It was our first trip to Cambodia over 10 years ago when we came upon the last “street elephant” working in the southern province where we are living once again. It hasn’t been easy over the last decade to feel hopeful for the future of elephants any where, but returning this year to the same area this elephant used to work, we recognized there has been positive change. He was not replaced by another elephant when he passed on, and with 75 captive elephants remaining in Cambodia, we must work towards the most compassionate care possible for each one.
When you’re sitting at a small Khmer cafe and an elephant pulls up, a wave of emotions overtakes you in no time flat. It’s easy to be paralyzed in depression when you see yet another animal’s wounds, to feel harsh toward villagers when you observe them pass their babies under the elephant’s belly in belief of its’ blessing, and to be dismayed witnessing tourists paying to take an elephant selfie, without seeing the chains or the damage their actions perpetuate.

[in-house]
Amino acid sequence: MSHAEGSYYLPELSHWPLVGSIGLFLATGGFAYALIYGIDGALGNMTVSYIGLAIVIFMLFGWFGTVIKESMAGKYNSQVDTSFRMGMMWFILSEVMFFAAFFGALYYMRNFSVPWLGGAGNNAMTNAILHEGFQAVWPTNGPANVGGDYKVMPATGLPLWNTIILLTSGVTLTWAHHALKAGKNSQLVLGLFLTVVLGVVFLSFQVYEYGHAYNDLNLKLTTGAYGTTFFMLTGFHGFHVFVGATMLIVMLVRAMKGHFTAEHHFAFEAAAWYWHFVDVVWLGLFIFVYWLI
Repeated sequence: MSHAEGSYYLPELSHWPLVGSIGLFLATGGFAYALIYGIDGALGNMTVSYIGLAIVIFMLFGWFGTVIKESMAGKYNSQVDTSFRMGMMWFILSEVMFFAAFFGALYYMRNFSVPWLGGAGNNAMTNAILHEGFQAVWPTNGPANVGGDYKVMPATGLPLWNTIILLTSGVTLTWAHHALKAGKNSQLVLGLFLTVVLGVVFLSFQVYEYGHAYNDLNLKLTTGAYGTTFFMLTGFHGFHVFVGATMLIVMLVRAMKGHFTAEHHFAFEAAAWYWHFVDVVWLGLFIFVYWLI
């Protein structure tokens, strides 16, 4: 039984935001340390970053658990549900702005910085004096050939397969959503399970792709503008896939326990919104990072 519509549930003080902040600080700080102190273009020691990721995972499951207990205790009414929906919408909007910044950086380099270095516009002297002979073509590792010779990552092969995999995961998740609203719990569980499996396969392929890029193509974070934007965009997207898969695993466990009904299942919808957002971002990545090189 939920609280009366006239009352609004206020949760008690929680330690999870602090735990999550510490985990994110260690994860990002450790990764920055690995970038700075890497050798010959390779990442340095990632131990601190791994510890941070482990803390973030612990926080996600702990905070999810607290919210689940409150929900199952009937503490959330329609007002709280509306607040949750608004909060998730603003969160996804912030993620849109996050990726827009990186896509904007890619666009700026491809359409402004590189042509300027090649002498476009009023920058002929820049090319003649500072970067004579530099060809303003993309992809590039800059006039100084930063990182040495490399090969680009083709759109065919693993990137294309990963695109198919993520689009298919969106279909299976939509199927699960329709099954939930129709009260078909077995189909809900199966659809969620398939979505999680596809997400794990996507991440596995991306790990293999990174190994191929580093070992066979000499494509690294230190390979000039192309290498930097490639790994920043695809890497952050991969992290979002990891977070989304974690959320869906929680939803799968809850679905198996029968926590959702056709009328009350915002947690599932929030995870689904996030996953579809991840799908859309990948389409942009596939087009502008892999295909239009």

Habits and hearts can be slow to change. And yet, we’re witnessing the power of possibility as young people here learn about the realities for Cambodia’s elephants, while developing and expanding empathy to include all animals. We’re inspiring the new generation with projects created around the Five Freedoms, and they’re inspiring us with their desire to help the remaining elephants in Cambodia. It’s a powerful expression of hope when groups of teenagers are wanting, willing, and ready to Let What Moves Them Move the World. Together we’ll work to create a future of coexistence, where elephants can be elephants without interference, and by their very presence make the world a better place.